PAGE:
Chef Harold Baker has worked in top-notch kitchens since he was a 16-year-old dishwasher at the International Market Square in Minneapolis. The Louisville native’s past employers include the Piedmont Driving Club in Atlanta, Chateau Elan Winery and Resort in Braselton, Georgia, and, locally, the Galt House and the Westport General Store. Five years ago, the 50-year-old chef opened Gary’s on Spring, 204 S. Spring Street with his childhood friend Guy Sutcliffe. At Gary’s, Baker is still very much a hands-on chef. “I am in the kitchen every day the restaurant is open,” he said. “The sauté line is set up so that 70 percent of the dishes flow through me. I set the speed and rhythm of the line. It’s hardcore, but that’s the only way I know how to work.”
Continue reading Chef Q&A: Chef Harold Baker at Gary’s on Spring
Adam Burress and Chase Mucerino have literally grown up together in the Louisville restaurant scene. The two chefs met in the culinary program at Sullivan University. Chef Jayson Llewellyn tapped them to work with him at both BLU Italian Grille in the Louisville Marriott Downtown and Jeff Ruby’s Louisville. Burress and Mucerino then ran the kitchen for Chef Anthony Lamas at Seviche before starting their first restaurant, Hammerheads, in 2010. A second restaurant, Game, followed in 2012. In October 2015, Burress and Mucerino opened their latest establishment, Migo. The two chefs sat down with Food & Dining to discuss their partnership, running three successful restaurants and the importance of getting away from it on occasion.
Continue reading Chef Q&A: Adam Burress and Chase Mucerino
[Originally published in the F&D Fall 2015 issue]
Logan Sandoval doesn’t look like your average chef. For one thing, he looks more like he should be running a Gold’s Gym than a kitchen. Sandoval began lifting weights in high school in Los Angeles, where he was on the wrestling team, and it is still a daily ritual. The other thing that stands out about him are his tattoos, which are a homage to his chosen profession. The main image is an octopus holding a chef’s knife and a lantern with “restaurant” written on it in Japanese. The Octopus is also wearing a traditional Japanese cooking bandana. Other images on his arms include a Chinese wok and two cocks fighting, one with a chef’s knife. The inside of his arm reads, “Cook free or die.”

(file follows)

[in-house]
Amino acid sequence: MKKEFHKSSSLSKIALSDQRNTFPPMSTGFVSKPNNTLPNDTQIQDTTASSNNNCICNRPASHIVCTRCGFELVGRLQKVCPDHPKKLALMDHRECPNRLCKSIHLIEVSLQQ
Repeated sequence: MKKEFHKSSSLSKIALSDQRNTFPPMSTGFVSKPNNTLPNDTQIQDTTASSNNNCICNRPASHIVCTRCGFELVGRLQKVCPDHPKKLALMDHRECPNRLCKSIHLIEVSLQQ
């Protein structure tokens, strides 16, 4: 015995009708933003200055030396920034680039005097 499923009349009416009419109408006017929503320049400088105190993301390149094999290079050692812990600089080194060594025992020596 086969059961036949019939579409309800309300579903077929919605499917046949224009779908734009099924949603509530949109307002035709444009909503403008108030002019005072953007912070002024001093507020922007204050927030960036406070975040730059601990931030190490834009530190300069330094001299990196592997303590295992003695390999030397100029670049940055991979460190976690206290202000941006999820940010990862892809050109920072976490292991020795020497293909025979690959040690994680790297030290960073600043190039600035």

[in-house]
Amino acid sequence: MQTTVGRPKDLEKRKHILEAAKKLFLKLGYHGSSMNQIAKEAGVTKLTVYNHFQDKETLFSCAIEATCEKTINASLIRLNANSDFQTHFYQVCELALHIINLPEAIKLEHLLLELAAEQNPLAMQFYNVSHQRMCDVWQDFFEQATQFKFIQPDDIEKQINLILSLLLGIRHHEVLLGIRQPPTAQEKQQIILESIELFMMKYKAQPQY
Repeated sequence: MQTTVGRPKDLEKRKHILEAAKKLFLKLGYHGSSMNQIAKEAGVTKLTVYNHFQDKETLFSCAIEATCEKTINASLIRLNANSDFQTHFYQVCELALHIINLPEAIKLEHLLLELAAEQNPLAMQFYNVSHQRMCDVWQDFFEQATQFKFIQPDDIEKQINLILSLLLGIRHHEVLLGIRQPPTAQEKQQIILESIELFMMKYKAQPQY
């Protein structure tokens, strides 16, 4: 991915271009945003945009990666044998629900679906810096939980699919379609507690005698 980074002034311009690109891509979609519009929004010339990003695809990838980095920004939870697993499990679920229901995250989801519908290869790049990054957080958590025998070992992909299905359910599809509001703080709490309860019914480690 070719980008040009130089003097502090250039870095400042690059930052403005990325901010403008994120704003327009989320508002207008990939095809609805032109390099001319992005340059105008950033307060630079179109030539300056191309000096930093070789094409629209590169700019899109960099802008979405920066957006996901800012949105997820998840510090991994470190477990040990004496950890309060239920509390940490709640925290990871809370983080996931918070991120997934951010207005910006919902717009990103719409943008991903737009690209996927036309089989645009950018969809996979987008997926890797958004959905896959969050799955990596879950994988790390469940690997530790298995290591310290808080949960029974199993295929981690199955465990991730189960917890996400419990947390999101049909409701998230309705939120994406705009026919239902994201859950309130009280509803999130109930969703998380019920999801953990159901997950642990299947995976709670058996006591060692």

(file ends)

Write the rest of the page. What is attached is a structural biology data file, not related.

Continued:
Continue reading Chef Q&A — Logan Sandoval
Dustin Staggers did not come into the restaurant business in the ordinary way. Staggers, 33, didn’t start out as a dishwasher and work his way to the top, as a lot of chefs do. Nor is he a culinary school grad. The first time the Tampa native stepped into a commercial kitchen was back in 2011 as the executive chef at the now-defunct 60 West Bistro & Martini Bar in St. Matthews. After a short stint at the Monkey Wrench, he opened the New Orleans-inspired Roux in the Highlands with his brother Kyle and fellow chef Griffin Paulin in October 2014. The Asian-influenced Rumplings came along the following month and, in May, the trio will open another restaurant, America. The Diner. Food & Dining sat down with Staggers to find out why he opened three restaurants in less than a year and how he finds the energy to operate them all. Continue reading Chef Q&A — Dustin Stagger
Patrick Roney spent 10 years working as a private chef on yachts. He moved to Louisville two and a half years ago with one goal in mind – to work at the Oakroom, Louisville’s only AAA Five Diamond restaurant. But even Roney thought it would take more than a few months to land at the restaurant in the Seelbach Hilton Louisville.
“My wife’s family is from the area and we’ve eaten our way through most of the restaurants in Louisville,” Roney explains. “I always admired the Oakroom. I worked at Avalon for about four months when I heard that the Oakroom needed a Chef De Cuisine. Even I am amazed at how quickly it happened.”
Roney talked to Food & Dining only days after the Oakroom was recertified. Each year AAA reviews nearly 30,000 restaurants, but just 0.2 percent make the Five Diamond list. Roney was understandably happy that the Oakroom made the cut again. Continue reading Chef Q&A: The Oakroom’s Patrick Roney
Anthony Lamas followed a girl to Kentucky from California in 1994.
While that relationship didn’t last, Louisvillians have benefited from his marriage of Latin flavors and Southern ingredients ever since. Continue reading Chef Q&A: Anthony Lamas
As a female in a male-dominated field, Chef Coby Ming is used to being underestimated.
In fact, she welcomes it. In the variety of places she worked before becoming head chef at Harvest, she says, “my goal was always to be really quiet in the beginning – watch and observe and figure out what was going on, and then put my head down and do it. Continue reading Q&A: Coby Ming of Harvest
Josh Moore grows his own—produce, that is, on a 10-acre farm near Taylorsville. When the fruits and vegetables are ripe, they end up plated at Volare, where Moore is executive chef and partner.
Outside the garden, he pursues an eclectic batch of activities, from power lifting to creating sugar art. These days he’s also renovating his 110-year-old farmhouse. The kitchen was the first room done. “I put in a commercial Vulcan six-burner, double oven range with a two-foot griddle-broiler combo,” he says, smiling. “It’s beautiful.” Continue reading Q&A: Chef Josh Moore of Volare